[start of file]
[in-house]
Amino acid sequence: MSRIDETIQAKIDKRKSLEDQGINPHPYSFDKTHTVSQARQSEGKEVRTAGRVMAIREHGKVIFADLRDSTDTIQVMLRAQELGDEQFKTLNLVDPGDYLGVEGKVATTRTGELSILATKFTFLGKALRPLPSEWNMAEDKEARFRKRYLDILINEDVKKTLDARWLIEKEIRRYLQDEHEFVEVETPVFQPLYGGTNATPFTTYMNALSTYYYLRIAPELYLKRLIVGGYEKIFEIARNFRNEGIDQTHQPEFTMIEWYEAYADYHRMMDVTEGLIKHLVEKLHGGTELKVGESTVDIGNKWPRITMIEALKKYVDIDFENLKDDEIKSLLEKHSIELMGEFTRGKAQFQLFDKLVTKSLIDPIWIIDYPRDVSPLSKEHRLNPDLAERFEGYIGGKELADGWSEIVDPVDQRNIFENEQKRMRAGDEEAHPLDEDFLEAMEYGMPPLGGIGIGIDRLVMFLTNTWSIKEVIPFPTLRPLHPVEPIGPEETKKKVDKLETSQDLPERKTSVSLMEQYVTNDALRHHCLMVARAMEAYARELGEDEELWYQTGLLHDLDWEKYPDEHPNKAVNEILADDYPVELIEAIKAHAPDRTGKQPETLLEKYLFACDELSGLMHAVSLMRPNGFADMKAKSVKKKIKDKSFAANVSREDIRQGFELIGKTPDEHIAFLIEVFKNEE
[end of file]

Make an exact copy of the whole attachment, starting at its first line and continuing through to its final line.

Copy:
[in-house]
Amino acid sequence: MSRIDETIQAKIDKRKSLEDQGINPHPYSFDKTHTVSQARQSEGKEVRTAGRVMAIREHGKVIFADLRDSTDTIQVMLRAQELGDEQFKTLNLVDPGDYLGVEGKVATTRTGELSILATKFTFLGKALRPLPSEWNMAEDKEARFRKRYLDILINEDVKKTLDARWLIEKEIRRYLQDEHEFVEVETPVFQPLYGGTNATPFTTYMNALSTYYYLRIAPELYLKRLIVGGYEKIFEIARNFRNEGIDQTHQPEFTMIEWYEAYADYHRMMDVTEGLIKHLVEKLHGGTELKVGESTVDIGNKWPRITMIEALKKYVDIDFENLKDDEIKSLLEKHSIELMGEFTRGKAQFQLFDKLVTKSLIDPIWIIDYPRDVSPLSKEHRLNPDLAERFEGYIGGKELADGWSEIVDPVDQRNIFENEQKRMRAGDEEAHPLDEDFLEAMEYGMPPLGGIGIGIDRLVMFLTNTWSIKEVIPFPTLRPLHPVEPIGPEETKKKVDKLETSQDLPERKTSVSLMEQYVTNDALRHHCLMVARAMEAYARELGEDEELWYQTGLLHDLDWEKYPDEHPNKAVNEILADDYPVELIEAIKAHAPDRTGKQPETLLEKYLFACDELSGLMHAVSLMRPNGFADMKAKSVKKKIKDKSFAANVSREDIRQGFELIGKTPDEHIAFLIEVFKNEE